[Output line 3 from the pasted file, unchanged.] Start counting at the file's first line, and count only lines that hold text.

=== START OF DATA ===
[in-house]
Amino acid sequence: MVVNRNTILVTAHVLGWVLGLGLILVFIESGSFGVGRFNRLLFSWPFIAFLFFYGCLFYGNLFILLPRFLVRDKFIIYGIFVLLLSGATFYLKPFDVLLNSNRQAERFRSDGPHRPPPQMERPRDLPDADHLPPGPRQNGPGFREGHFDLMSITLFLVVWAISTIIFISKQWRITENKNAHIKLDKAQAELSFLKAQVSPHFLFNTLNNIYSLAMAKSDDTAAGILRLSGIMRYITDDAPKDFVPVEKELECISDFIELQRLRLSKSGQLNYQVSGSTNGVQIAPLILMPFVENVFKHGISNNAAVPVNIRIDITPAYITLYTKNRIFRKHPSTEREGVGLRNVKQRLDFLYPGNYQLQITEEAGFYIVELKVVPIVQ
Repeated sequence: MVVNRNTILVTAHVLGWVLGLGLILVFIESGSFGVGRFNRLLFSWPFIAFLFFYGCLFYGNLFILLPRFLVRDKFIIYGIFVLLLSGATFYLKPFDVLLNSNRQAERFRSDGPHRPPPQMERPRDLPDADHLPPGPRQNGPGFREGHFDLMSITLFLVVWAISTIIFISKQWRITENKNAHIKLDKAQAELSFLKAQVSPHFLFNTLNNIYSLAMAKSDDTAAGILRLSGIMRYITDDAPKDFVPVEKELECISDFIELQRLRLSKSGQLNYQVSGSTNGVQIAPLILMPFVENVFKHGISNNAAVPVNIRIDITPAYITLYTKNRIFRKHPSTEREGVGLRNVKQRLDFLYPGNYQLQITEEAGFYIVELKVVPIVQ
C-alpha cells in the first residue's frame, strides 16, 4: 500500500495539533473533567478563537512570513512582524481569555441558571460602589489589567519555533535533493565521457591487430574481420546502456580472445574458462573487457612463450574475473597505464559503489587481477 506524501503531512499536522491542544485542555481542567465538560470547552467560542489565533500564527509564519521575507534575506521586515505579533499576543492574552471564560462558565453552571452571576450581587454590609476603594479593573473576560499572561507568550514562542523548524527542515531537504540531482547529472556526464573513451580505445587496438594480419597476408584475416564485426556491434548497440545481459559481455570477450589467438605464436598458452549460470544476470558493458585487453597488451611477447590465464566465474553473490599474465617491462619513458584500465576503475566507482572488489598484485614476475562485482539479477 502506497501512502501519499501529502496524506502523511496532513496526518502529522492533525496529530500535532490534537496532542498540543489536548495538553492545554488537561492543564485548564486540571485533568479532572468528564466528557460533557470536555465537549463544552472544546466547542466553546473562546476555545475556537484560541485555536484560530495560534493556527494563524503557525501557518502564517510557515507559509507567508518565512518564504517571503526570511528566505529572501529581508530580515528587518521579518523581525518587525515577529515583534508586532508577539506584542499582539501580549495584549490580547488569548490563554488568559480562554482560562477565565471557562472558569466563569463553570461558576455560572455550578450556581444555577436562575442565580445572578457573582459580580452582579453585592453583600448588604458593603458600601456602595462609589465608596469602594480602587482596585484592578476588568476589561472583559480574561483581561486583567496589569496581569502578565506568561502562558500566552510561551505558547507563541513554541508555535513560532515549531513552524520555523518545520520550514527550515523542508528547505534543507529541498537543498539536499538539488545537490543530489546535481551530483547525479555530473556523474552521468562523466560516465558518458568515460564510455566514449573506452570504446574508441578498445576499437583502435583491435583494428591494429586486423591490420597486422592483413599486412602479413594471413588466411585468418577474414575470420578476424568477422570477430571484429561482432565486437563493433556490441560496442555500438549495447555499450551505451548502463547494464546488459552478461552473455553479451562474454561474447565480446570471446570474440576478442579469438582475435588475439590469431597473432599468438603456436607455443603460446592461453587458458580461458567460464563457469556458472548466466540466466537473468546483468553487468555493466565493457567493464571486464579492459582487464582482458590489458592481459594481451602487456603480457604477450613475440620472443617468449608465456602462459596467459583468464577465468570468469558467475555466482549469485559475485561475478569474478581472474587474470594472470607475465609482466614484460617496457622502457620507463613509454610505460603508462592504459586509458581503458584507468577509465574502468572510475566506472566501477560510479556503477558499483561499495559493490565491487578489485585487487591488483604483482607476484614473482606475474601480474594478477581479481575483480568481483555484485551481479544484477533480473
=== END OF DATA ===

Repeated sequence: MVVNRNTILVTAHVLGWVLGLGLILVFIESGSFGVGRFNRLLFSWPFIAFLFFYGCLFYGNLFILLPRFLVRDKFIIYGIFVLLLSGATFYLKPFDVLLNSNRQAERFRSDGPHRPPPQMERPRDLPDADHLPPGPRQNGPGFREGHFDLMSITLFLVVWAISTIIFISKQWRITENKNAHIKLDKAQAELSFLKAQVSPHFLFNTLNNIYSLAMAKSDDTAAGILRLSGIMRYITDDAPKDFVPVEKELECISDFIELQRLRLSKSGQLNYQVSGSTNGVQIAPLILMPFVENVFKHGISNNAAVPVNIRIDITPAYITLYTKNRIFRKHPSTEREGVGLRNVKQRLDFLYPGNYQLQITEEAGFYIVELKVVPIVQ